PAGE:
Why we need a global target on physical inactivity
Update (April 2012): Download Position Statement #2 supporting inclusion of a global target on physical activity here.
Download the February 2011 Statement here.
Watch a video outlining the need for action here.
We commend WHO for developing the Political Declaration on the Prevention and Control of NCDs, adopted at the UN High Level Meeting in September 2011 and Member States on their support for the Political Declaration. Halting the NCD epidemic requires timely implementation of the commitments in the Political Declaration and taking clear decisions at the 65th World Health Assembly this May.
The Declaration calls for action on the four most important risk factors for NCDs, namely tobacco, diet, physical inactivity and alcohol. However, the current WHO Discussion Paper on a Global Monitoring Framework and Voluntary Targets for the Prevention and Control of NCDs, targets only three of the common risk factors namely; tobacco, diet and alcohol, in addition to targets and indicators on intermediate risk factors and selected health outcomes. The glaring omission and inconsistency is the absence of a target and indicator on physical inactivity. As physical inactivity fully adheres to the five criteria used for inclusion in the set of targets and indicators we propose the following action and global indicator and target:
We call upon Member States, WHO and other interested parties, in view of the compelling evidence and significance of physical inactivity for health globally, to consider the following target and indicator for inclusion into the core set of the monitoring framework:
Target: 10% relative reduction in the prevalence of insufficient physical activity in adults (defined as less than 150 minutes of moderate-intensity physical activity per week, or equivalent)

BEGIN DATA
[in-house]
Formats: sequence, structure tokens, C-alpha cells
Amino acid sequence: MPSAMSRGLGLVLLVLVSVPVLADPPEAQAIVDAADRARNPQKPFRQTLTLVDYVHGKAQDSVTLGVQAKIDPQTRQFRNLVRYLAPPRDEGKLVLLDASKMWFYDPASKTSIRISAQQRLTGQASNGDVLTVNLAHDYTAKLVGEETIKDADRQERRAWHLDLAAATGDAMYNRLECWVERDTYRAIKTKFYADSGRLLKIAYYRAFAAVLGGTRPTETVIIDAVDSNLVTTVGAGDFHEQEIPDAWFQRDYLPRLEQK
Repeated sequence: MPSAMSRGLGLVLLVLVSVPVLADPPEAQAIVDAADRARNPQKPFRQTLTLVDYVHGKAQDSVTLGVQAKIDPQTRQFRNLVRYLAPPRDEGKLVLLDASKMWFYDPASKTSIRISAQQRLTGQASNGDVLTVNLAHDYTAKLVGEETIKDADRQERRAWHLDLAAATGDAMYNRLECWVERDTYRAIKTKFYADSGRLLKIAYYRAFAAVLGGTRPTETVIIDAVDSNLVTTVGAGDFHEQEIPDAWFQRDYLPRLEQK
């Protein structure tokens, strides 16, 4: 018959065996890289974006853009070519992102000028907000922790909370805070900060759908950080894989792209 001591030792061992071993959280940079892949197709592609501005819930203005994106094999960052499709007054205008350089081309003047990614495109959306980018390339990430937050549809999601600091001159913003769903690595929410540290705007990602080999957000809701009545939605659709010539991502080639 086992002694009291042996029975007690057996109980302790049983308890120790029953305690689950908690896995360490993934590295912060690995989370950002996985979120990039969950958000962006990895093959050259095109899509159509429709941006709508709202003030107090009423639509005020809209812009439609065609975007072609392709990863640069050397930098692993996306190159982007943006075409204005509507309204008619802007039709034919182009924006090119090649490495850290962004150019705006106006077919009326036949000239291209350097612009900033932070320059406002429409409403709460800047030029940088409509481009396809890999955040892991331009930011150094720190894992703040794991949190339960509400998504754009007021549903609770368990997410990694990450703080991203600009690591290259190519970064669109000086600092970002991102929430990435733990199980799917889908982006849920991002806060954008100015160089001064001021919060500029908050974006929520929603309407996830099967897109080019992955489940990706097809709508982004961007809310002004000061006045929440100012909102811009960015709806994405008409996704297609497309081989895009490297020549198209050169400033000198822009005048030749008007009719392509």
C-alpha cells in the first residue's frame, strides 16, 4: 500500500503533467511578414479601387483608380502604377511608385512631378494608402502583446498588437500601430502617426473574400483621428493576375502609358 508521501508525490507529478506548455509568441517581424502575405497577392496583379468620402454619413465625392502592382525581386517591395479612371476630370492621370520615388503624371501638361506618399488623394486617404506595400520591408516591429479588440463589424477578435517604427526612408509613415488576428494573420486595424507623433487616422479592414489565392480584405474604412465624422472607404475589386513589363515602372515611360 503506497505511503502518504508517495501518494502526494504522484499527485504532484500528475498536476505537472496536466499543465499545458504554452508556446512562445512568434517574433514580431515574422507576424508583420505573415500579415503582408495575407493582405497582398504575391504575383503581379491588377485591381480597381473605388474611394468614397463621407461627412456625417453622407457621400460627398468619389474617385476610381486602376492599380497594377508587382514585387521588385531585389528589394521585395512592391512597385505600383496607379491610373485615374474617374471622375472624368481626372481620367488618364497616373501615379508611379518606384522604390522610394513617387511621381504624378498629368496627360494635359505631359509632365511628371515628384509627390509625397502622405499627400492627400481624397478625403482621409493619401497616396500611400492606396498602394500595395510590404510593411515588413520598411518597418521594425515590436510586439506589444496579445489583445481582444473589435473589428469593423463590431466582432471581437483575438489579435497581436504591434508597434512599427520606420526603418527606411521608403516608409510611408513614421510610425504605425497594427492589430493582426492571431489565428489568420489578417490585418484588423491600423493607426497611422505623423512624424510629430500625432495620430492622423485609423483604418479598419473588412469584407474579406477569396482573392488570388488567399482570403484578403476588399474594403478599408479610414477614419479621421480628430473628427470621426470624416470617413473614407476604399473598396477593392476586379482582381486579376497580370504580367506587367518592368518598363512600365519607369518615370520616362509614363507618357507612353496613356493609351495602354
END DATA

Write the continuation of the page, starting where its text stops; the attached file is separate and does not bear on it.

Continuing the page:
Indicator: Age-standardized prevalence of insufficient physical activity adults (defined as less than 150 minutes of moderate-intensity physical activity per week, or equivalent)
Physical inactivity meets the five criteria used in the selection of global indicators and targets. A brief summary is provided below:
1. High epidemiological and public health relevance Physical inactivity is the fourth leading cause of death worldwide, accounting for over 3.2 million deaths per year. A large share of these deaths, as well as a high burden of morbidity and disability attributable to physical inactivity, occurs in low- and middle-income countries. In view of its high relevance, WHO recently launched Global Recommendations on Physical Activity for Health.
2. Coherence with major strategies, notably the priorities of the Global Strategy for the Prevention and Control of NCDs and its Action Plan, as well the Political Declaration; WHO framework for health systems priorities to monitor exposures, outcomes, and health systems response
A wide range of major strategies fully recognize the significance of physical inactivity for NCDs and premature mortality, calling Member States to action to address this important risk factor. These include the Global Strategy on Diet, Physical Activity and Health (DPAS), the Global Strategy for the Prevention and Control of NCDs and its Action Plan, as well the Political Declaration and the Global Recommendations on Physical Activity for Health.